Chris Grant, Editor-in-Chief of Polygon, on reasons to invest in PC gaming with the launch of next-gen consoles on the horizon. An incredibly good argument for anyone who cares about art, history, preservation, media, and/or video games.
Begin video at 24:08:
The problem for me is that if we are going to consider video games as a viable, meaningful art form, we have got to stop the forced obsolescence of software every five years. It’s untenable. We can’t keep treating these things as disposable junkets that you play on your new toy and then throw out and get a new toy. These things have merit, they have value over time, they’re still important, they’re still valuable. We keep listening to two giant companies tell us that they’re not and to get a new piece of hardware that plays new games.
One of the really cool things about PC gaming is that you have the opportunity to assume some of this responsibility yourself. If your old game doesn’t work and it frustrates you, somebody’s probably hacked apart an executable that will work. Go look and see all the work people have done to get System Shock 1 to run properly because System Shock 1 is a really important game historically. Especially if you bought it in the past, which I did, being able to play it again now in the context of BioShock and in the context of Dishonored and all of these other games that have sort of been born off of that original philosophy. That’s important to me and that is meaningful.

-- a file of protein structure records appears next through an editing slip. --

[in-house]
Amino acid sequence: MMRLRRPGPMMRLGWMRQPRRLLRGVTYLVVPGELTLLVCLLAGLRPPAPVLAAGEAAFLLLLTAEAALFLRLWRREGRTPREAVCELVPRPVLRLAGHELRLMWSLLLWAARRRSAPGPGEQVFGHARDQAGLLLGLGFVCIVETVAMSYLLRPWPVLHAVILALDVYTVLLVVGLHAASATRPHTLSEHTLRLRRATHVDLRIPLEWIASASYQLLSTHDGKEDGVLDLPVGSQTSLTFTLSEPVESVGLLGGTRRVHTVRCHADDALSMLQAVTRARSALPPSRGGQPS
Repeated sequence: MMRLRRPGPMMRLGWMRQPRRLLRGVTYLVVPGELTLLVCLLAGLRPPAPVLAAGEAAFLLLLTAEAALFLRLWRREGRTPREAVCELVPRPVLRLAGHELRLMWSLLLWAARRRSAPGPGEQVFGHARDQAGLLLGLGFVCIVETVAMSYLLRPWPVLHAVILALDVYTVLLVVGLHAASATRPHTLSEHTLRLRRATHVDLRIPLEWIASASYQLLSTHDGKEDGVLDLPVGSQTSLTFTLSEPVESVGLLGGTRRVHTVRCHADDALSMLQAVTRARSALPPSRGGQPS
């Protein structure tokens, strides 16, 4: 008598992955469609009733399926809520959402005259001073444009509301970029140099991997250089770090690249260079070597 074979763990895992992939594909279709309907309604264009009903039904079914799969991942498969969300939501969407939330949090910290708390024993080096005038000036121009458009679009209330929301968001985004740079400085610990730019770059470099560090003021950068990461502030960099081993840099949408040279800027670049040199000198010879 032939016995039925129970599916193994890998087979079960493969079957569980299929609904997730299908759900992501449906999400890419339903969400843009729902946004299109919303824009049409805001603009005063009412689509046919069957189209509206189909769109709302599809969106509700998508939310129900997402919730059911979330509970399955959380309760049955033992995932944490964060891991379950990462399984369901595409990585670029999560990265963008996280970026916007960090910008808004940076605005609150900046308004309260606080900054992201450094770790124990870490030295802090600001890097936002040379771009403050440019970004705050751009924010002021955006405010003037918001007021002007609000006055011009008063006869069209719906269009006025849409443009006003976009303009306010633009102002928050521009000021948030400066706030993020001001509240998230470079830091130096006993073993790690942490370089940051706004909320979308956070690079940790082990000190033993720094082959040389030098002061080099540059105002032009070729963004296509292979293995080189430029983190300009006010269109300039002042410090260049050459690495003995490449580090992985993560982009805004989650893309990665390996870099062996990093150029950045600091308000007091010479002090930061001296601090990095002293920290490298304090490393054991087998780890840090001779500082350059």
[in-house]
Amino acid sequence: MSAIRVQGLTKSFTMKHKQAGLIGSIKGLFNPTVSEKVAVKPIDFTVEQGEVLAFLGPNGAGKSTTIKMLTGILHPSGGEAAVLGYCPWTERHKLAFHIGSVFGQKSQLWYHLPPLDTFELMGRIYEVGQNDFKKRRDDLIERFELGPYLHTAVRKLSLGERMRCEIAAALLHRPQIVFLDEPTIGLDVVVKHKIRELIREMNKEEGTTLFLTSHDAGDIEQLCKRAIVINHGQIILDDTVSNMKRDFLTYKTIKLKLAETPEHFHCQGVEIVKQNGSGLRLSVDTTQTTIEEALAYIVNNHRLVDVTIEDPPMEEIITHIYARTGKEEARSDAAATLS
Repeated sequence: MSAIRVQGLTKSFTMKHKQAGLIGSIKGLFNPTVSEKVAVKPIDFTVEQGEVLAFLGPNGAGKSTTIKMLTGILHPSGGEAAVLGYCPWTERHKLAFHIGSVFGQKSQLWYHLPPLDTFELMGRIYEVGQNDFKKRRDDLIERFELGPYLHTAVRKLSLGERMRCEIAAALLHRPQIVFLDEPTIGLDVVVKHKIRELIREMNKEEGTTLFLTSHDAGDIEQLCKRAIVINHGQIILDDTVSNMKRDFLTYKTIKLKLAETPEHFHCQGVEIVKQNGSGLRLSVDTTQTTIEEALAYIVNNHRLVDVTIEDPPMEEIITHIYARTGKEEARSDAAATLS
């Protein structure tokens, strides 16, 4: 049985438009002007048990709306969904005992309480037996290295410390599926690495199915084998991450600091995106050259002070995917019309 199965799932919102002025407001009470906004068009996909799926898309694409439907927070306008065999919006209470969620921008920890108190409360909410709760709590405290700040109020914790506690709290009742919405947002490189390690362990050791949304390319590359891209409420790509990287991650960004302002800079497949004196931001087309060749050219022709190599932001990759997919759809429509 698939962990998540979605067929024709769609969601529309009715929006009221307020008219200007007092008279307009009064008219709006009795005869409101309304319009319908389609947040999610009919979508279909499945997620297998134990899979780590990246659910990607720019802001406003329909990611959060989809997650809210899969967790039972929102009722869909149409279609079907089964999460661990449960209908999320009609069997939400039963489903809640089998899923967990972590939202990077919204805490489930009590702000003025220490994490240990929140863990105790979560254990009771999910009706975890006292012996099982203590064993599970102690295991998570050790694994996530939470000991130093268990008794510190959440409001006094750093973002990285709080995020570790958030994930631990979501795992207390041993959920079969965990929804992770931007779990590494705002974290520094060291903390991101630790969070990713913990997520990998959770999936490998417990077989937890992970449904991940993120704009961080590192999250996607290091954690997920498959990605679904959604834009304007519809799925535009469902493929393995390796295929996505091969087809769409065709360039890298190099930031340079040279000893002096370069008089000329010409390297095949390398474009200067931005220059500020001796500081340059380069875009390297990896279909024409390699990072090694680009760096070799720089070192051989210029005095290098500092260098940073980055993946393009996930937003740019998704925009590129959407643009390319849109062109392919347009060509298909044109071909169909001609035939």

As somebody who really feels connected to the history and chronology of games, I just got “last straw” with this new round of consoles which has seemingly, almost flippantly abandoned it’s entire history. Sony will kind of coyly say “oh… well… the power of the cloud and Gaiki will do this…” Any request for clarification on how that’s going to work is met with silence. I know Microsoft said the same thing but I don’t buy it. So for me, some it’s about that, it’s about having some personal responsibility over what I’ve purchased, where it goes, what I can expect to do with my purchases, where I can give that money to and I increasingly just didn’t want to pump another 200 x $60 a pop into a closed ecosystem that was almost aggressively [pushing obsolescence].
Note: Prior to this quote, Chris fully acknowledged the difficulties around backwards-compatibility and the ability to simply plug in old consoles to play old games.